From the blog assortedstuff comes a great post that says what I’ve been thinking as I read letters, first from Arne Duncan, then from Michelle Rhee, supporting the teaching profession. Both of these people have visions for education that are destructive and anti-democratic.
First, there has been a call to reform education, to move it into the 21st century. I don’t have a problem with this. However, I do have problems with the path that has been chosen, and its ties to political conservatism. High stakes testing is also a problem. Many 21st century skills call for development of critical thinking skills, and these are not well measured by taking paper and pencil multiple choice tests. I’m also not a fan of big business, politicians, and wealthy donors (think Bill Gates) setting the course of education for the future without input from professional educators, classroom teachers and building administrators, in particular. I am particularly worried about the view that all schools are not providing a high level education to their students. The USA is so large and diverse, with so many school districts, that to make such a statement is immediately false. I expect that scores from out best suburban public schools compare quite favorably with scores from Singapore and Finland. What the politicians don’t want to consider is the role of poverty in the educational problems faced by so many urban and rural school districts and their residents. Resolving the poverty issue would take more intestinal fortitude that most politicians possess. Nevertheless, with 20% of the country meeting standards for poverty, something must be done.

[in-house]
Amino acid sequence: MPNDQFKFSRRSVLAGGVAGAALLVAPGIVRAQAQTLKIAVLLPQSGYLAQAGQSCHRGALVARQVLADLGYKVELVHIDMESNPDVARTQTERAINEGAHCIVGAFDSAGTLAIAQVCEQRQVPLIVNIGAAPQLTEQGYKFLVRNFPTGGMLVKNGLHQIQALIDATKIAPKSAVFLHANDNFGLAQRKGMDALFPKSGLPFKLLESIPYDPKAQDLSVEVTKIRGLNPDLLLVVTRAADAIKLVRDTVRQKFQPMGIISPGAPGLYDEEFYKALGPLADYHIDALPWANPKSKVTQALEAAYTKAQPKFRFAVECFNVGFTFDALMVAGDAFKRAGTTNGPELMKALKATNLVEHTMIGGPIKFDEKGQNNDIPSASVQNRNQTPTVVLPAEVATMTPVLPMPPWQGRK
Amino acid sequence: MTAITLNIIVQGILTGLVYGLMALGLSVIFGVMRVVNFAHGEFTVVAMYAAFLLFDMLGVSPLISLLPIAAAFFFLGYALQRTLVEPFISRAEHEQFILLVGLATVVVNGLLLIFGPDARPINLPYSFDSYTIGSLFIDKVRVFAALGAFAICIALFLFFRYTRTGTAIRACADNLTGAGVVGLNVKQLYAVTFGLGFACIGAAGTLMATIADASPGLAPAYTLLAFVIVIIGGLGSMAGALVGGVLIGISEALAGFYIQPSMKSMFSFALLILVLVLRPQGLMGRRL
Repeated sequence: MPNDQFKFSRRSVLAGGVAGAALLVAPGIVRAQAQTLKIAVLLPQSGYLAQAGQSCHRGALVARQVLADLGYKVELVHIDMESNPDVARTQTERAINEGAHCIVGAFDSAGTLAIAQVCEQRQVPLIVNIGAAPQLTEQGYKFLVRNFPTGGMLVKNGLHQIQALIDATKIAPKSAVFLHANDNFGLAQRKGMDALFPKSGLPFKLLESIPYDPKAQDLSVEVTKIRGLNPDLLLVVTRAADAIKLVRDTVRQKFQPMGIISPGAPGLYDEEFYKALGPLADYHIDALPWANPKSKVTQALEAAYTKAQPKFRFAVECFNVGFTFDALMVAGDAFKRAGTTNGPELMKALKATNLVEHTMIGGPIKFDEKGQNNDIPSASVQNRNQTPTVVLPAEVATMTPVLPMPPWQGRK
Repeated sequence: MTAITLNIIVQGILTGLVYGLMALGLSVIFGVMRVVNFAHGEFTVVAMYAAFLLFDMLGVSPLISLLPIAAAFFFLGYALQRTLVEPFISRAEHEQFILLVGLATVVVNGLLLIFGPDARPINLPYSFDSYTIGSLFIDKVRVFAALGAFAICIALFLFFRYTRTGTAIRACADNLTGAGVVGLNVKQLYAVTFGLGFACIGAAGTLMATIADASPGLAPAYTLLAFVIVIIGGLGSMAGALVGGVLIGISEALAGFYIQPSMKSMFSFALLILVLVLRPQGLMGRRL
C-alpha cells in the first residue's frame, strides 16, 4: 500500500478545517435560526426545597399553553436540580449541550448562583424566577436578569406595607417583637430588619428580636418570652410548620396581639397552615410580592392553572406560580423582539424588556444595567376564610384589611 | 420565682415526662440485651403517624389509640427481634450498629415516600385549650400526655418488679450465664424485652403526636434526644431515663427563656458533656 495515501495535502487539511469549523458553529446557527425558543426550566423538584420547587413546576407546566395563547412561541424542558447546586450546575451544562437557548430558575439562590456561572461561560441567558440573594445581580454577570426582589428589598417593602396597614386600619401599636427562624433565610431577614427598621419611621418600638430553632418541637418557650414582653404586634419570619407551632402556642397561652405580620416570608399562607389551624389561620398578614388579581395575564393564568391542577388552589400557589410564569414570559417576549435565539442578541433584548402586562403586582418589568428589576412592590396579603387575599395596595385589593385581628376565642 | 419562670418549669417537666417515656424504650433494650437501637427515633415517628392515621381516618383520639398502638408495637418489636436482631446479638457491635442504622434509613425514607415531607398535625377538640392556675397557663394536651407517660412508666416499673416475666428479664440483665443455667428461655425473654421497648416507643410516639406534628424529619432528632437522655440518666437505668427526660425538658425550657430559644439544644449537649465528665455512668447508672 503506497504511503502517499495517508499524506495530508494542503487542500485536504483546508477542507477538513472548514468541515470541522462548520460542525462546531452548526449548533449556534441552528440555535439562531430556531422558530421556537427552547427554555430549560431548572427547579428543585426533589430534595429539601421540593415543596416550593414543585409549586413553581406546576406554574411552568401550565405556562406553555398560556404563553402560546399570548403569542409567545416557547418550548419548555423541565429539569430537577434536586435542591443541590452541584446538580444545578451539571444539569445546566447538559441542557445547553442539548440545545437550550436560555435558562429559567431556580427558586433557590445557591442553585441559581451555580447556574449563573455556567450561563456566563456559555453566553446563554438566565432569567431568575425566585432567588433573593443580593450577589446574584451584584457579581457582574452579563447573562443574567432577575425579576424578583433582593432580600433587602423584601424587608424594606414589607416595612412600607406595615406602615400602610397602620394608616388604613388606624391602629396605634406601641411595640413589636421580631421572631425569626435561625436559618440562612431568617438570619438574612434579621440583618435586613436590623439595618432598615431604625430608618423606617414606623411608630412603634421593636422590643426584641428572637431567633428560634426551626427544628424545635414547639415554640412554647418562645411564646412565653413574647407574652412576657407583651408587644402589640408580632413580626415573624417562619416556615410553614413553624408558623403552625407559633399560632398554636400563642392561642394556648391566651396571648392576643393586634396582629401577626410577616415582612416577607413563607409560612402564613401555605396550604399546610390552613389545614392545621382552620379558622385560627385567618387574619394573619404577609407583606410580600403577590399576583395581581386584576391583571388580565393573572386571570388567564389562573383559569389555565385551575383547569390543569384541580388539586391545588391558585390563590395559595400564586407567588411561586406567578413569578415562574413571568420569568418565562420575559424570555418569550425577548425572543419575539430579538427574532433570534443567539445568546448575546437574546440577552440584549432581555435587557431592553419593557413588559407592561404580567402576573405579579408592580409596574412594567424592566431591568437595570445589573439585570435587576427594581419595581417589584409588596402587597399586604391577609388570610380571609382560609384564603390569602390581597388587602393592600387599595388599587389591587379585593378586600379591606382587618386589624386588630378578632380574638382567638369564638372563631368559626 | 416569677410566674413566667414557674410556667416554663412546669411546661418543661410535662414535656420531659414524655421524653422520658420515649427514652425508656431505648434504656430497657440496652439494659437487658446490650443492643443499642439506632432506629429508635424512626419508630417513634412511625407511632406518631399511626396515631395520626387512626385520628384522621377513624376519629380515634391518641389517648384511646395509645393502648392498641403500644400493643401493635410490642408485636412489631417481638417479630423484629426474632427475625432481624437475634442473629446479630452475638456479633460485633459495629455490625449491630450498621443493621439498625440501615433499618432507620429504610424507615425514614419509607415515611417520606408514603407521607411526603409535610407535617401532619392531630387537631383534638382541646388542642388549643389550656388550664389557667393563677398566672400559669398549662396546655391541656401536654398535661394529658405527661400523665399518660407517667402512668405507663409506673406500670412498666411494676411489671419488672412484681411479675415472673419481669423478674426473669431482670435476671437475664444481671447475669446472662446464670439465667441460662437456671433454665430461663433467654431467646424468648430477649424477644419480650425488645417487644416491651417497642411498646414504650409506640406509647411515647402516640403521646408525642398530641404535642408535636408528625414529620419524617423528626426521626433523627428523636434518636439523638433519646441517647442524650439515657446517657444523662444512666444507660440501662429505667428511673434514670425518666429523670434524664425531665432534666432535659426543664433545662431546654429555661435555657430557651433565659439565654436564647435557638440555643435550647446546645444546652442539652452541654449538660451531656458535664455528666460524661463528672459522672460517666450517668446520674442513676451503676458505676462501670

The idea that the Democrats could align themselves with the Conservatives and call for increased vouchers for students, along with a relaxation of the restrictions on charter schools, simply borders on the incredulous. I have always felt the primary reason a democratic society provides a particular level of education for its citizens is to ensure that reasonable decisions can be made by an electorate. We’ve lost sight of this goal and we are headed toward a two-tiered society, one of “haves” the other of “have-nots.” I’m very worried!